Researchers at MIT have designed a wearable device that converts facial movements into electrical signals and helps people with ALS (amyotrophic lateral sclerosis) communicate.
In 2016 Dr. Canan Dagdeviren, an assistant professor at Massachusetts Institute of Technology (MIT), met Stephen Hawking. The world-famous physicist suffered from Amyotrophic lateral sclerosis (ALS), a progressively degenerative condition. As a result, Hawking was unable to speak and required the use of a computer interface that used movements of his cheeks to move a cursor across letters on a screen to form sentences.
However, Dr. Dagdeviren noticed the time-consuming nature of the interface and the bulkiness of the equipment. She was therefore inspired to counter these challenges and create an interface that would allow patients with ALS to communicate flawlessly.
Amyotrophic lateral sclerosis (ALS), also known as Lou Gehrig’s disease
The degenerative disease affects the motor neurons thus, resulting in loss of muscle control. Symptoms generally begin as weakness on one side of the body, slurred speech, inability to grasp objects, or difficulty walking. Eventually, the person is unable to eat, move, speak, and breathe.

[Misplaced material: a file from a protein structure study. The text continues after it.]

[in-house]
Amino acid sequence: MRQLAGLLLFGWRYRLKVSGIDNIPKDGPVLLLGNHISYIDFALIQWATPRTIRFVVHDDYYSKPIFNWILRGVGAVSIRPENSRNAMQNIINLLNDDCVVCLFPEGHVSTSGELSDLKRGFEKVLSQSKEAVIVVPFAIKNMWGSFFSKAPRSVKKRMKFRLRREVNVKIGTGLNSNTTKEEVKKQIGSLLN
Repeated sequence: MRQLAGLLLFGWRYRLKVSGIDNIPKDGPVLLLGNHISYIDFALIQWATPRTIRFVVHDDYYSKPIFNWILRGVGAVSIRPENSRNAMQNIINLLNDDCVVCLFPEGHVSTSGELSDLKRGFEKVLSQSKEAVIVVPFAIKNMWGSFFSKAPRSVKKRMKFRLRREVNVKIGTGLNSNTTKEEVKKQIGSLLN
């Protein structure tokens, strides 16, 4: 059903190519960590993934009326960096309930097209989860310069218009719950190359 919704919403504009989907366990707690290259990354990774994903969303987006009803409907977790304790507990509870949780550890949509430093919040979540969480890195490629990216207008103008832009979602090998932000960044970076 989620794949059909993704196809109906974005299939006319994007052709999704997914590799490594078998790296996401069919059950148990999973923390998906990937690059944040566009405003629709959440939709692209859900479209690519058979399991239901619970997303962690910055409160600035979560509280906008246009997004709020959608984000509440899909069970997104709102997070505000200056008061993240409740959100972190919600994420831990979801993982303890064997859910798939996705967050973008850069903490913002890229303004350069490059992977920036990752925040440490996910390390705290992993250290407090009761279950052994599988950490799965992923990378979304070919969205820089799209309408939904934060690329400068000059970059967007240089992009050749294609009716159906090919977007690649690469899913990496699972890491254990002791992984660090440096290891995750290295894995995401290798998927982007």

According to the ALS Association, over 5,000 people per year are diagnosed with the disease. The average life expectancy of patients is usually two to five years. Although there is currently no cure or treatment for the fatal condition, researchers have made significant progress in designing assistive devices meant to help rehabilitate patients.
A Skin-Like Sensor
The team, led by Dr. Dagdeviren, designed a stretchable, skin-like, wearable device with the ability to convert minute facial movements into electrical signals. The device consists of four piezoelectric sensors embedded within a thin silicon film.
Another plus point of the device is it’s low-cost. Researchers state that the components are easy to mass-produce therefore, the cost of each device could be as low as $10.
Using measurements of skin deformations, the researchers created an algorithm to distinguish between a smile, open mouth, and pursed lips.
According to the study published in the journal Nature Biomedical Engineering, the device was tested on two ALS patients. It showed an accuracy of 75% in distinguishing between these movements among the patients. Furthermore, the accuracy rate was 87 percent among non-ALS patients.
In conclusion, the authors of the study believe the device will not only help patients communicate but also track the progression of the disease. They plan to test the device on further patients.
Sun, T., Tasnim, F., McIntosh, R.T. et al. Decoding of facial strains via conformable piezoelectric interfaces. Nat Biomed Eng 4, 954–972 (2020). https://doi.org/10.1038/s41551-020-00612-w